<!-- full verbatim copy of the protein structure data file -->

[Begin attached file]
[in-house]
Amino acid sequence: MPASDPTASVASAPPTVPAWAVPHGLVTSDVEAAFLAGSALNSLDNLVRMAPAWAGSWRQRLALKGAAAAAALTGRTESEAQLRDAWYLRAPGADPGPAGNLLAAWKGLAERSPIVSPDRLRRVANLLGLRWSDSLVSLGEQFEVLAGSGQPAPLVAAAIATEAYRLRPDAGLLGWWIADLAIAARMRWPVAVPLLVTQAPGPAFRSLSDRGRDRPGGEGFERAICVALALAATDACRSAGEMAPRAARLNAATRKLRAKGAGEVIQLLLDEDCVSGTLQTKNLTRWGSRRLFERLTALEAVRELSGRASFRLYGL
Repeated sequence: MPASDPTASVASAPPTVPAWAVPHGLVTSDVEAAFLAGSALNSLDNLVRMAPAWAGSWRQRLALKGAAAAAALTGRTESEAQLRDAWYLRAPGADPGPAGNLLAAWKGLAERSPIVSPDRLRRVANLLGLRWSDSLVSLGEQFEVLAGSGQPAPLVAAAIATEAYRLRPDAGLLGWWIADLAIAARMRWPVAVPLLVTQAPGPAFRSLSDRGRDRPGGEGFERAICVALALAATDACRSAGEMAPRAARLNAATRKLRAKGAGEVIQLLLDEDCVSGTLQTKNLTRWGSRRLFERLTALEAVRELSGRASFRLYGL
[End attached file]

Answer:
[in-house]
Amino acid sequence: MPASDPTASVASAPPTVPAWAVPHGLVTSDVEAAFLAGSALNSLDNLVRMAPAWAGSWRQRLALKGAAAAAALTGRTESEAQLRDAWYLRAPGADPGPAGNLLAAWKGLAERSPIVSPDRLRRVANLLGLRWSDSLVSLGEQFEVLAGSGQPAPLVAAAIATEAYRLRPDAGLLGWWIADLAIAARMRWPVAVPLLVTQAPGPAFRSLSDRGRDRPGGEGFERAICVALALAATDACRSAGEMAPRAARLNAATRKLRAKGAGEVIQLLLDEDCVSGTLQTKNLTRWGSRRLFERLTALEAVRELSGRASFRLYGL
Repeated sequence: MPASDPTASVASAPPTVPAWAVPHGLVTSDVEAAFLAGSALNSLDNLVRMAPAWAGSWRQRLALKGAAAAAALTGRTESEAQLRDAWYLRAPGADPGPAGNLLAAWKGLAERSPIVSPDRLRRVANLLGLRWSDSLVSLGEQFEVLAGSGQPAPLVAAAIATEAYRLRPDAGLLGWWIADLAIAARMRWPVAVPLLVTQAPGPAFRSLSDRGRDRPGGEGFERAICVALALAATDACRSAGEMAPRAARLNAATRKLRAKGAGEVIQLLLDEDCVSGTLQTKNLTRWGSRRLFERLTALEAVRELSGRASFRLYGL